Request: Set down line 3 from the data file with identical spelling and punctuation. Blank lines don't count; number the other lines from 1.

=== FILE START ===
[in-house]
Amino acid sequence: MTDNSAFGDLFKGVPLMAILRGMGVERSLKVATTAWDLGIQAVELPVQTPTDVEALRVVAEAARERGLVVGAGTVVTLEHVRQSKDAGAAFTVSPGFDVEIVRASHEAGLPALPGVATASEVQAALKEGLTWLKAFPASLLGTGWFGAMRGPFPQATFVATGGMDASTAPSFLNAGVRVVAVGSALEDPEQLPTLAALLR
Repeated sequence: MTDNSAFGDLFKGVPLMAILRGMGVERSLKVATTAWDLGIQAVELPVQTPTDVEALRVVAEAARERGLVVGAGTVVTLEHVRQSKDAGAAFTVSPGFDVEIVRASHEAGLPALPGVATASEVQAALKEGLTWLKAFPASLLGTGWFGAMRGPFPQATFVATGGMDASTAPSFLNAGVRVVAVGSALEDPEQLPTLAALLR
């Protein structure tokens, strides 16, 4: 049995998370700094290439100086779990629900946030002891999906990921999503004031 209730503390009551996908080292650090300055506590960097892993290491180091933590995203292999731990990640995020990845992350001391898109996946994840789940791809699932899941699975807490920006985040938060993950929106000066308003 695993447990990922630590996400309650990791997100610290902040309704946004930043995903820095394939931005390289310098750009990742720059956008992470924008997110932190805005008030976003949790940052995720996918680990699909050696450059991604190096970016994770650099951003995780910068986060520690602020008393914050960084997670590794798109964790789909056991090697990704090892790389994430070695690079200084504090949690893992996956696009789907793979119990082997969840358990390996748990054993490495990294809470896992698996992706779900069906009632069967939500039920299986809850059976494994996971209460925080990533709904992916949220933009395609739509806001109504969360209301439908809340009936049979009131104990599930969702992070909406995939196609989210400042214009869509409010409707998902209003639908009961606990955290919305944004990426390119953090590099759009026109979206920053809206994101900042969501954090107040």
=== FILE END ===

Repeated sequence: MTDNSAFGDLFKGVPLMAILRGMGVERSLKVATTAWDLGIQAVELPVQTPTDVEALRVVAEAARERGLVVGAGTVVTLEHVRQSKDAGAAFTVSPGFDVEIVRASHEAGLPALPGVATASEVQAALKEGLTWLKAFPASLLGTGWFGAMRGPFPQATFVATGGMDASTAPSFLNAGVRVVAVGSALEDPEQLPTLAALLR